The number of international tourists rose by 4.4 percent worldwide in 2015 to hit a record 1.18 billion despite concerns over terrorism, the United Nations World Tourism Organisation said Monday.
Tourism arrivals were up by 5.0 percent in Europe, Asia-Pacific and the Americas but fell by 8.0 percent in North Africa where nations like Tunisia were hit by terrorist attacks, it said in a statement.
It is the sixth consecutive year of above average growth in global tourism since the 2009 economic crisis, the Madrid-based body said.
The UN World Tourism Organisation had predicted international tourism arrivals would increase by 3.0-4.0 percent in 2016, after expanding by 4.7 percent in the previous year.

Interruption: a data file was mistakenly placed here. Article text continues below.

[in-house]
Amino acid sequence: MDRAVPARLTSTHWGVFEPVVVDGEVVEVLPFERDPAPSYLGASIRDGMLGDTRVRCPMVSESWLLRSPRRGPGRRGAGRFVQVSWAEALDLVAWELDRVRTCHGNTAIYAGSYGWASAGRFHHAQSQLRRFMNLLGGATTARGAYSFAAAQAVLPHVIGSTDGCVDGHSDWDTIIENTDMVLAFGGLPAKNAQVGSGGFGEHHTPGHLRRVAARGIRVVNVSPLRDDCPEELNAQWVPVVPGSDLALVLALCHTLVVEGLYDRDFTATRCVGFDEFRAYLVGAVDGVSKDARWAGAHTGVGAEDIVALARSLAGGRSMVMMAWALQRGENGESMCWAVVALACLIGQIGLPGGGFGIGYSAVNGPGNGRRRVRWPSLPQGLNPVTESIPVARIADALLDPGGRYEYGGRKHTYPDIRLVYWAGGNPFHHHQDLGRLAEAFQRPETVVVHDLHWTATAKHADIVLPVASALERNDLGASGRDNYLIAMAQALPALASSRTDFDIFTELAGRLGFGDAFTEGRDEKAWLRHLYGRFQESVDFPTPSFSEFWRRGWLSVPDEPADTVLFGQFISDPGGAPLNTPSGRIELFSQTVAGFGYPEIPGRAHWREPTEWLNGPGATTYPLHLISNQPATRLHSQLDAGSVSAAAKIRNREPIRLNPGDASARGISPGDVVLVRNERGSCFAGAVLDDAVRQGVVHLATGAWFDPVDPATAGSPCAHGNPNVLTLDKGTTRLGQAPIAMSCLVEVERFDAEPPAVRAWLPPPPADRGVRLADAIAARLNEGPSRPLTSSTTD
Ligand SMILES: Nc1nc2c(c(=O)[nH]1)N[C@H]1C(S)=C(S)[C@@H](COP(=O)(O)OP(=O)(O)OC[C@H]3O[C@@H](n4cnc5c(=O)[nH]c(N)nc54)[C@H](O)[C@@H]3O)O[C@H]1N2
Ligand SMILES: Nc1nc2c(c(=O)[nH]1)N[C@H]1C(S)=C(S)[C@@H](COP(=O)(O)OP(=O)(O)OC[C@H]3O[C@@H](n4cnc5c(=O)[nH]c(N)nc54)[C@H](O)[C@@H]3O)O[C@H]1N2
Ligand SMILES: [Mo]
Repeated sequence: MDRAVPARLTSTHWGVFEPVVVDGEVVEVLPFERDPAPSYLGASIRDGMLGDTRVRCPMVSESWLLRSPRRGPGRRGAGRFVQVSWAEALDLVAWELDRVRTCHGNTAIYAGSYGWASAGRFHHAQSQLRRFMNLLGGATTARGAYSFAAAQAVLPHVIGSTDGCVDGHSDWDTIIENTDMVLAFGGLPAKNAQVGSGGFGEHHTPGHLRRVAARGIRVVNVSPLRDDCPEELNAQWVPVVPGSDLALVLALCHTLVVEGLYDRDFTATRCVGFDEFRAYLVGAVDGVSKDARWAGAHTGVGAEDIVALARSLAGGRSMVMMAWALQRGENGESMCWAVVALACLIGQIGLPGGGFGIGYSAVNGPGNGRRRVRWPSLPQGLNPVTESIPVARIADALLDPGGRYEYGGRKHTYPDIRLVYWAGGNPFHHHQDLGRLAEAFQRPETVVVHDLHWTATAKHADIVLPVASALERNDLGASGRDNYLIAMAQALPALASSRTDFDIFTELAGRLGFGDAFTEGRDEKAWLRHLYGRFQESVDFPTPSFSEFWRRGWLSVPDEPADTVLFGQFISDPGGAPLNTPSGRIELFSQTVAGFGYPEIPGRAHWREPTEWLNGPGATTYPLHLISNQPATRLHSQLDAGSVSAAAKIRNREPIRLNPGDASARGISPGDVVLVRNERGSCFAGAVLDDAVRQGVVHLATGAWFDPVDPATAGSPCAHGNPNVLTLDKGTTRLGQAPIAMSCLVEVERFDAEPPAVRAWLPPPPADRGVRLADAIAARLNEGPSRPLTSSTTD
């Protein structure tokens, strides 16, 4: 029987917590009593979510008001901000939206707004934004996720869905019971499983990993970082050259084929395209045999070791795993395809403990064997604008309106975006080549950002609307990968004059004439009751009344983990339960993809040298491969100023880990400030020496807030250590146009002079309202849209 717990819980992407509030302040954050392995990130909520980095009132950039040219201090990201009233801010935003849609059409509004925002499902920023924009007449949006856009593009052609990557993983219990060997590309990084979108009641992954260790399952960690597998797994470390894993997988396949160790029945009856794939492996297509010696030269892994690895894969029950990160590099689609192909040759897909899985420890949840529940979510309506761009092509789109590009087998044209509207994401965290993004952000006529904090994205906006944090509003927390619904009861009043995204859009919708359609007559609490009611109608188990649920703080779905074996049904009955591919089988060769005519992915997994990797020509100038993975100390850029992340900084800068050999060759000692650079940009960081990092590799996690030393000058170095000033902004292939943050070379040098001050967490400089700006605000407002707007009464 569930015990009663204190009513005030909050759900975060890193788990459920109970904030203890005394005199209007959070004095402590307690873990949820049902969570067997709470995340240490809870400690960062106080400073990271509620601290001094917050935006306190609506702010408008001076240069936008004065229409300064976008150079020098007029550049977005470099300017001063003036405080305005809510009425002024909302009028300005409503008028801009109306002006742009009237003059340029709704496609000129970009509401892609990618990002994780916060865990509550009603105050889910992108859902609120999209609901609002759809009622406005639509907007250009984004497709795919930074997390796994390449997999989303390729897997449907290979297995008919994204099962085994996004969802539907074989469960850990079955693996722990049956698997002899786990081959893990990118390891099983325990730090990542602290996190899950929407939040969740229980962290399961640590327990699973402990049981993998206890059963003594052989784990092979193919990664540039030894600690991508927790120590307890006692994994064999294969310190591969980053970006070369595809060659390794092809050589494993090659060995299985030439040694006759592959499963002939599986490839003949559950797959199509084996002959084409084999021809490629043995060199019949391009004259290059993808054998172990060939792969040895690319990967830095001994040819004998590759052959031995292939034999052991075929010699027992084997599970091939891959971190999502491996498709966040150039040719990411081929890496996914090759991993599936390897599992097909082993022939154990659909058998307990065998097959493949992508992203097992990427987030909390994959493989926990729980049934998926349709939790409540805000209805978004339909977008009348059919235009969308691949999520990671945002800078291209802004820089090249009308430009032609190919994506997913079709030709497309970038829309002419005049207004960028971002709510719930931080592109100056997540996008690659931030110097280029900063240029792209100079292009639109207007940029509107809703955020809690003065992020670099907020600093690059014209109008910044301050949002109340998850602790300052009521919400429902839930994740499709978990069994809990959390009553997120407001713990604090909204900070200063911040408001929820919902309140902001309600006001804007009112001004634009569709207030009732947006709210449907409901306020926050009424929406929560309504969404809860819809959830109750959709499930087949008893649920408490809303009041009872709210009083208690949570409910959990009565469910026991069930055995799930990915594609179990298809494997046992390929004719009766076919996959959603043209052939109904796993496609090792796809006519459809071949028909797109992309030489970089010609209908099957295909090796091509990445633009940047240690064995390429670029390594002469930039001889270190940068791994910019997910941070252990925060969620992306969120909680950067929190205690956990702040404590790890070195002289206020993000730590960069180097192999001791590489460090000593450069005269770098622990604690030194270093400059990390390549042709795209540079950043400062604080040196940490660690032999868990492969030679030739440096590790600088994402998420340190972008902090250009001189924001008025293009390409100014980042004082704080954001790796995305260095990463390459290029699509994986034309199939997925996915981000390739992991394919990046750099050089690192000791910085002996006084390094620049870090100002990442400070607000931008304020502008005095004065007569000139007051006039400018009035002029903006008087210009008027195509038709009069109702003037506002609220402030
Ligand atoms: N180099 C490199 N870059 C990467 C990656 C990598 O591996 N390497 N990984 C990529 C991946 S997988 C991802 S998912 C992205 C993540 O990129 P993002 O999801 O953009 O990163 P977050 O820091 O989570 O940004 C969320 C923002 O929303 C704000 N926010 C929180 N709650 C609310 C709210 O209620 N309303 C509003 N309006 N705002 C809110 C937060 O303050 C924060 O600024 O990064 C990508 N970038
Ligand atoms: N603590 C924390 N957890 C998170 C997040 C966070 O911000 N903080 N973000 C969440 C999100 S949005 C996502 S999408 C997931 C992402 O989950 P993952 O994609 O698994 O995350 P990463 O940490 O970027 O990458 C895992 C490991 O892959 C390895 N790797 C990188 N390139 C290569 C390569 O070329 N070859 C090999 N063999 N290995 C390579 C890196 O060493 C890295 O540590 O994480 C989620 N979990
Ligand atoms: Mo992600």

Global tourism figures were hard hit by the global financial crisis, declining 4.0 percent in 2009 as an outbreak of swine flu also contributed to cash-strapped people staying at home but have risen in each year since.
Tunisia’s tourism industry was badly shaken in March by an attack on the Bardo museum in Tunis, followed by one in June in the resort of Sousse, that killed a total of 59 tourists.
These attacks and others in the region came as North African and Middle Eastern countries struggle to regain the trust of holidaymakers scared off by the Arab Spring uprisings that swept the region in 2011.
“We are facing now a global threat,” the head of the UNWTO, Taleb Rifai, told a news conference before appealing for governments to do all they can to boost security.
The UN World Tourism Organisation predicts international tourism arrivals will increase by 4.0 percent during this year.